“Writing Is Always Some Type of Interpretation,” Ta-Nehisi Coates

I am still listening to Ta-Nehisi Coates and just got to “Fear of a Black President.”

President Barack Obama is the most successful black politician ever, but he got there by never defining issues as racial and acting as a monument to moderation.  When he stepped outside this construct, he was immediately attacked.  He was attacked because blacks demanding access to power has grown acceptable, but a black (President) exercising power has not.  White opposition can express political rage, black politicians and especially President Obama cannot respond in kind.

Obama said, “If I had a son, he’d look like Trayvon Martin.”  And white Americans acted quickly to reframe the idea that a white man shooting a black kid was not the real issue.  Race and racial inequality wasn’t  really the issue.  We can’t talk about that without talking about the importance of blacks shooting blacks and blacks shooting whites.  Why weren’t they getting equal attention.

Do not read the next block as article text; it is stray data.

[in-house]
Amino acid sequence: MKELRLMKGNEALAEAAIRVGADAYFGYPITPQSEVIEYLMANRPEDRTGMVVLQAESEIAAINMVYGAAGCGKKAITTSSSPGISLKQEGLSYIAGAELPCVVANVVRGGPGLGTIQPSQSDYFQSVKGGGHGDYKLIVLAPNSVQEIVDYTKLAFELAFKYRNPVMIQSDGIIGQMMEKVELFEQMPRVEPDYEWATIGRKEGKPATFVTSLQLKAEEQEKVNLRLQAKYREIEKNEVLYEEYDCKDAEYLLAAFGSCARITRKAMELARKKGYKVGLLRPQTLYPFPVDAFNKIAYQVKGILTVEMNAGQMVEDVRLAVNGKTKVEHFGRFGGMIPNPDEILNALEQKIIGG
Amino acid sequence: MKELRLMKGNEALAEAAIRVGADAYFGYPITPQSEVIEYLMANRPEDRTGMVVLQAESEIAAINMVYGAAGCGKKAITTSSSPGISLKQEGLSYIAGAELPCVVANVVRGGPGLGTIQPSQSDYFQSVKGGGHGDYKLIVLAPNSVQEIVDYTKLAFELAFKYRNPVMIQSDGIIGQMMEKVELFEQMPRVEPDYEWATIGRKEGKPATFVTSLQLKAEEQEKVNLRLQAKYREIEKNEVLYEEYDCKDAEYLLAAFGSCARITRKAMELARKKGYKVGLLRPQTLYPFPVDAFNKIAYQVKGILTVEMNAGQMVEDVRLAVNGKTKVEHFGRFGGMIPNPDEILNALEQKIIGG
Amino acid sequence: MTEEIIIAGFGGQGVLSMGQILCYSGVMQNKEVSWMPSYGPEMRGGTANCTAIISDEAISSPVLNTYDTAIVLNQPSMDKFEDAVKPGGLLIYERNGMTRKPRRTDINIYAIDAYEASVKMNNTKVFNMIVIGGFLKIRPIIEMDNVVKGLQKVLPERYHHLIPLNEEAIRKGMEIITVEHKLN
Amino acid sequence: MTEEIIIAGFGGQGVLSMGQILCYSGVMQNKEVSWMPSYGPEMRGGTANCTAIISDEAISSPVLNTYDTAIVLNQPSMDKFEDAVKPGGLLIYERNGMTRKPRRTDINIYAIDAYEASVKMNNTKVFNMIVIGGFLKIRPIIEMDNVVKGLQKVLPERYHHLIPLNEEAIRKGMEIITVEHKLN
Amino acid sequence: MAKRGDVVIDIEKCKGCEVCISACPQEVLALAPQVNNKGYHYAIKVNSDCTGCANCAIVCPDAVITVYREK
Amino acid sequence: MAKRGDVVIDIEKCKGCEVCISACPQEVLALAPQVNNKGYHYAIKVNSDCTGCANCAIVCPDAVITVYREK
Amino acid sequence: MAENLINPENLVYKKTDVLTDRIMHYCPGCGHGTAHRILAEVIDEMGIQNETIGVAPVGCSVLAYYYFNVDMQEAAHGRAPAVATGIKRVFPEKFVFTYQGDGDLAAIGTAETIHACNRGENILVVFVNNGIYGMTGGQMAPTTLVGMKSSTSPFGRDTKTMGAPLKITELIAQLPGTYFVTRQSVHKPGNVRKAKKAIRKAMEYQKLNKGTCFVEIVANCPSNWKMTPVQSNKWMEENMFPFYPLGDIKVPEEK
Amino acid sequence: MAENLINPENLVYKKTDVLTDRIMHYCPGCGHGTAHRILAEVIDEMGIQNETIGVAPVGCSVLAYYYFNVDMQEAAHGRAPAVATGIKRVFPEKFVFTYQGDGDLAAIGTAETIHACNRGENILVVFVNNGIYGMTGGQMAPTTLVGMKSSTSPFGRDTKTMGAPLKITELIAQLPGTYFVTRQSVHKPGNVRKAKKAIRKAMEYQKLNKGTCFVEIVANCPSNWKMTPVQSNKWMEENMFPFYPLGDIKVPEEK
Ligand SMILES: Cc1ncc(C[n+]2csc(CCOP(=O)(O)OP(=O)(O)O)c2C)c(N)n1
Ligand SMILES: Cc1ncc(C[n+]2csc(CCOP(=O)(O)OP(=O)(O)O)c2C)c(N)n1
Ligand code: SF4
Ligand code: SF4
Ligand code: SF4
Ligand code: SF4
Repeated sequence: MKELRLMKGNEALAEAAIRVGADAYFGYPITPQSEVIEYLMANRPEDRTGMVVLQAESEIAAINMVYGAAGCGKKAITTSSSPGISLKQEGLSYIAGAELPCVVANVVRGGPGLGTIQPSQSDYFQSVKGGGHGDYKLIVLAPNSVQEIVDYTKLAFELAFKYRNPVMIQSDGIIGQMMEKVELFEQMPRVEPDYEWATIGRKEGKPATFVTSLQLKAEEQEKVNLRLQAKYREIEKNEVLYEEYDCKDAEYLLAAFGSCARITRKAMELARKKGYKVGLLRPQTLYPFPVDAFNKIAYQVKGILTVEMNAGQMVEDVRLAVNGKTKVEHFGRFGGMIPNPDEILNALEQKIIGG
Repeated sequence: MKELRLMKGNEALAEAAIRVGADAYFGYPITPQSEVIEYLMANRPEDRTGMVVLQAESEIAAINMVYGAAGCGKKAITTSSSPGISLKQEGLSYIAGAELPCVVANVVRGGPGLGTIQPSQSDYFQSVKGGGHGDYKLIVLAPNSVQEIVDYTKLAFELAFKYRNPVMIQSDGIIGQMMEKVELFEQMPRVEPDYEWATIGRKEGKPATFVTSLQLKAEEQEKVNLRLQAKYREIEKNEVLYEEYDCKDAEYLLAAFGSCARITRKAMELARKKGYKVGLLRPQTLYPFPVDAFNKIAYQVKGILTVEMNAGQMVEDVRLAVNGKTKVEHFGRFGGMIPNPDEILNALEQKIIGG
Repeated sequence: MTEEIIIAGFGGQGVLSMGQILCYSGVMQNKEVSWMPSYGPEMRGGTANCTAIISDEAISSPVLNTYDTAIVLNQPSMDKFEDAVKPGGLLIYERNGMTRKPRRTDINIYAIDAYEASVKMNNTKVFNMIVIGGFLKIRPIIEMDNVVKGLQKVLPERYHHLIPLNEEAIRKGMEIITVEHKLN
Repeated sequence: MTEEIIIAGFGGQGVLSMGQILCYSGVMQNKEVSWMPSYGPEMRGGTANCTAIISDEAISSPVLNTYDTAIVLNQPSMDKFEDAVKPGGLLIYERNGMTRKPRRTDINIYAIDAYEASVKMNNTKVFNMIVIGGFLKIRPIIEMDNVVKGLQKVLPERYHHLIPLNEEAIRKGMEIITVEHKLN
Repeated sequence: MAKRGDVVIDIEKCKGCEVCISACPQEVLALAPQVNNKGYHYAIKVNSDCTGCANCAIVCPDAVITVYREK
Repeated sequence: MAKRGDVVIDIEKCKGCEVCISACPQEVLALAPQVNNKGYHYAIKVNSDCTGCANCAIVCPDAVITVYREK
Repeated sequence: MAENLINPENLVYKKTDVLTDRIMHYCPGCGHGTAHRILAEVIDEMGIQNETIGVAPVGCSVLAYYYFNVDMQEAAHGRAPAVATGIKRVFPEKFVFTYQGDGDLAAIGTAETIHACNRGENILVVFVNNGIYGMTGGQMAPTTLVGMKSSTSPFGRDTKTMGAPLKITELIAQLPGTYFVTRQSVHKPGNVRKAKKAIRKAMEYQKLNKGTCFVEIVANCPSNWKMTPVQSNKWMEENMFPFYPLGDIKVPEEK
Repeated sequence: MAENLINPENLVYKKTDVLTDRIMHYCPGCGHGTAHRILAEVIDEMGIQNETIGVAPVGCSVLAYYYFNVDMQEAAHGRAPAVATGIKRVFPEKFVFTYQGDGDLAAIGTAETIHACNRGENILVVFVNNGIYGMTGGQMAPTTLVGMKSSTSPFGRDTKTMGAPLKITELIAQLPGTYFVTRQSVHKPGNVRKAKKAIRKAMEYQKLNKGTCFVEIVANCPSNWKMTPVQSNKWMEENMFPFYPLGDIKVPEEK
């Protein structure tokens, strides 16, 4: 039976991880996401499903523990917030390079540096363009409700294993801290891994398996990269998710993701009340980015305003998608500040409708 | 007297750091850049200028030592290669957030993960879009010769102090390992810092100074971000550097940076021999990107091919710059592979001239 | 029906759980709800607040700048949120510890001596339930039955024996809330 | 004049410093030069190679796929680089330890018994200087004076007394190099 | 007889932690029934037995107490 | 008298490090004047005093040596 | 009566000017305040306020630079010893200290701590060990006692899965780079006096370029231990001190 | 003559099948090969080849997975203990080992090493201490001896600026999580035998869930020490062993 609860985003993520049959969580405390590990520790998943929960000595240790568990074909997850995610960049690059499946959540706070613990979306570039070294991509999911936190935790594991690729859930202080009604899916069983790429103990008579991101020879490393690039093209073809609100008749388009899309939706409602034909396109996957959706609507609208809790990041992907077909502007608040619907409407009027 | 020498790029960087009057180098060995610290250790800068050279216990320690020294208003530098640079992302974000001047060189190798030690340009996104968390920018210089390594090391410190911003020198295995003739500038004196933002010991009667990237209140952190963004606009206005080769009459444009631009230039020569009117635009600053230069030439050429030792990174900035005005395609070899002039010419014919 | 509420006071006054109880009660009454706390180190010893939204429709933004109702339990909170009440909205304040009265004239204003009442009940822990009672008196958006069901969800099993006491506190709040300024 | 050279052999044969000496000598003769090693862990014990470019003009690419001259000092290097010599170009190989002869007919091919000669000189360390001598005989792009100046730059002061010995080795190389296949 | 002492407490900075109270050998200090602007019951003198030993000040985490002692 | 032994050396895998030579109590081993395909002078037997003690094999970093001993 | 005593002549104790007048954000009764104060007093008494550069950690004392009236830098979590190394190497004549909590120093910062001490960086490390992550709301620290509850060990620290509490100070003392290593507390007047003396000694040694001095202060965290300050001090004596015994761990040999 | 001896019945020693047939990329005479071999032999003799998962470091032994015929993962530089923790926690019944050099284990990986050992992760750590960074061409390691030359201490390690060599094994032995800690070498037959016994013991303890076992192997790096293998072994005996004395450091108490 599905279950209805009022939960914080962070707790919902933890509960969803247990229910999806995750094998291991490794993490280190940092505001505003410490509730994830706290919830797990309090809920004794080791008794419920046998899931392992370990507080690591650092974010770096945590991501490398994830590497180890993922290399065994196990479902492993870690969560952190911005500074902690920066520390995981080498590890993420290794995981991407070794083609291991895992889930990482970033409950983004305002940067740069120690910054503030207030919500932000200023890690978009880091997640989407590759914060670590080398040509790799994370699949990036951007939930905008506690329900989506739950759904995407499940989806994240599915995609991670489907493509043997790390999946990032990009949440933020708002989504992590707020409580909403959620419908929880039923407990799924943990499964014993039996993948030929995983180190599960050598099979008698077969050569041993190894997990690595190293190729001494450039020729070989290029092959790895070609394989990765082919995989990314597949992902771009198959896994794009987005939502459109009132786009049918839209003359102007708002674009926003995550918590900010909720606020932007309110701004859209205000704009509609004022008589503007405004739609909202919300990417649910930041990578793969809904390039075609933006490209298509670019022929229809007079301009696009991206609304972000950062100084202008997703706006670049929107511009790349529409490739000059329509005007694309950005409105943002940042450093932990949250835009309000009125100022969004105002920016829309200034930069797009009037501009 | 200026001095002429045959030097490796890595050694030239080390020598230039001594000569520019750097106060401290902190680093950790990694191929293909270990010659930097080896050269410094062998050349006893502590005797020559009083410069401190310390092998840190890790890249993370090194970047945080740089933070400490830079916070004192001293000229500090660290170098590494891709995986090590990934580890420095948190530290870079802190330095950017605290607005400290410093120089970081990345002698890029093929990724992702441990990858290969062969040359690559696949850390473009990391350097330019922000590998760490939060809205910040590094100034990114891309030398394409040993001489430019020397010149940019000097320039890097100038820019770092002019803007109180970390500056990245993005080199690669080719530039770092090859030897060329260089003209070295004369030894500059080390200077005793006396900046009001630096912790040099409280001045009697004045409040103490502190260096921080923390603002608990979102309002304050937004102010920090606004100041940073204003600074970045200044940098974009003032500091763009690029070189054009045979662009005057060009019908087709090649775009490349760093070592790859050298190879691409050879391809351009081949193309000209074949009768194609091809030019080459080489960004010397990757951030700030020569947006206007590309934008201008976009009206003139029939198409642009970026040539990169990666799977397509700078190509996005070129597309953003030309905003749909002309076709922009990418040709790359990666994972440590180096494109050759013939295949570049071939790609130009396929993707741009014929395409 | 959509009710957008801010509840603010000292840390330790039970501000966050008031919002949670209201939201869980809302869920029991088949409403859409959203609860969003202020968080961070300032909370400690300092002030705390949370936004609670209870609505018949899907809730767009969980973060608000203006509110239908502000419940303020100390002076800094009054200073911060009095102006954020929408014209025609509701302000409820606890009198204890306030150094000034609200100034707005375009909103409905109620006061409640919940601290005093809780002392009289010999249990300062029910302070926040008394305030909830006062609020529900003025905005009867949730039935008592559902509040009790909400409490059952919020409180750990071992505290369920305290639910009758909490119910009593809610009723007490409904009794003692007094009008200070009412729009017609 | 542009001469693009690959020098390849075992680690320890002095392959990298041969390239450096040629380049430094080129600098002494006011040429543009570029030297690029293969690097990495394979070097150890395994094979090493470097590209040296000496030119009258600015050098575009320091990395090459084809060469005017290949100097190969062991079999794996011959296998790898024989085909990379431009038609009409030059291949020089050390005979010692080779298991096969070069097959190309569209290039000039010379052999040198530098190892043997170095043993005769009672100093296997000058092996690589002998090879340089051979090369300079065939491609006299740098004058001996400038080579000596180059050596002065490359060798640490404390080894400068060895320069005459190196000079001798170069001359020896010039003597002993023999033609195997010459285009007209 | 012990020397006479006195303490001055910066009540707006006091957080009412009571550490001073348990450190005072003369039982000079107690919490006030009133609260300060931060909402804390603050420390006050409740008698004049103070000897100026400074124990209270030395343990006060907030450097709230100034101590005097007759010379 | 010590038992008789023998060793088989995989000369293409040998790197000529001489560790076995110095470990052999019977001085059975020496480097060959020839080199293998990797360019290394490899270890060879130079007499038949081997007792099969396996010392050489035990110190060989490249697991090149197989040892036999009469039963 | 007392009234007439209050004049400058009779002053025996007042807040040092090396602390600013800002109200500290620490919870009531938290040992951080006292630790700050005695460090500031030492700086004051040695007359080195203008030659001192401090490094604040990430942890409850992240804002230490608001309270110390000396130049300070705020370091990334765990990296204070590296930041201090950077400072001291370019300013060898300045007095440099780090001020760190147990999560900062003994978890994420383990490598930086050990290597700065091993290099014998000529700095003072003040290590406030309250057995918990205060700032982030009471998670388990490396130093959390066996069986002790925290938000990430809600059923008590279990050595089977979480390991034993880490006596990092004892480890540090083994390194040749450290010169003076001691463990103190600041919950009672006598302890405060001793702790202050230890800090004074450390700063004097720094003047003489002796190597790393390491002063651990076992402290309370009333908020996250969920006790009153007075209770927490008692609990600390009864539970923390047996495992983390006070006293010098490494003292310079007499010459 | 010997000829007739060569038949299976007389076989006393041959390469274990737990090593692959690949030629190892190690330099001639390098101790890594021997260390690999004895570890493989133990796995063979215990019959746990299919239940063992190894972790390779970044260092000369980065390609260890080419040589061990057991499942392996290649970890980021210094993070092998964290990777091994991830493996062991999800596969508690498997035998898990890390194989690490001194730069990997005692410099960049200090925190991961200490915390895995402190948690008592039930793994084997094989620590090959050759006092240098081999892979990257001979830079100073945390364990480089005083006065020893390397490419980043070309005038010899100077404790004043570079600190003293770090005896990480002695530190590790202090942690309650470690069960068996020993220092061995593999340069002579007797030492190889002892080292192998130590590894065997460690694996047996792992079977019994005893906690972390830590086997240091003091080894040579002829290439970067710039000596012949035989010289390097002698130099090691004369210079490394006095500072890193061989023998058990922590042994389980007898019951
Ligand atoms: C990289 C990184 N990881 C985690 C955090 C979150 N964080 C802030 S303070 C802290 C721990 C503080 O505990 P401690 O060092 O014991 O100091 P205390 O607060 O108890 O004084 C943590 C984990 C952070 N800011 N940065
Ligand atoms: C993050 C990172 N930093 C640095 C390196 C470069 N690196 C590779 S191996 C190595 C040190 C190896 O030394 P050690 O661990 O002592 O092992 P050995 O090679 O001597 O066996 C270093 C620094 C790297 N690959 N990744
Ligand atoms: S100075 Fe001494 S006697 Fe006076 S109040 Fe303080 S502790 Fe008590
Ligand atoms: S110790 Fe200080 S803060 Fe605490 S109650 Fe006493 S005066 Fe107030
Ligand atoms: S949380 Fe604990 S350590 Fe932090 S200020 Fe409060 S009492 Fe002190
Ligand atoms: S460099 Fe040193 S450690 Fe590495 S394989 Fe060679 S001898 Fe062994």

Coates makes many points from scholarship and perspectives uniquely his, but I find a two argument that explain the election of Trump.  Until Obama, the American presidency was the last bastion of white superiority … proof that only white men were qualified for and capable of handling higher responsibilities.  When he was elected a second time, those powerful whites spent their time limiting his exercise of power – not as President, but as Obama (the black President).  Obama’s speeches were inspiring and sought to be unifying.  His actions, however, disappointed those that thought he really would change things.  By refusing to address race, he refused to enact change on the issues and dreams that got him elected.

I have interpreted the Coates’ essay and the events in my lens.  I am outraged, but I am a white woman who got a college education without much trouble, found jobs when I wanted or needed them, and established a career that evolved up the ladder.  My cry as I grew up was nearly always, “You’d let me do that if I was a boy.”  My argument as an adult is usually, “What makes you think the woman should do that rather than the man?”  My perspective is different, but my sense of justice and equity doesn’t let me ignore the racial issues.  Does yours?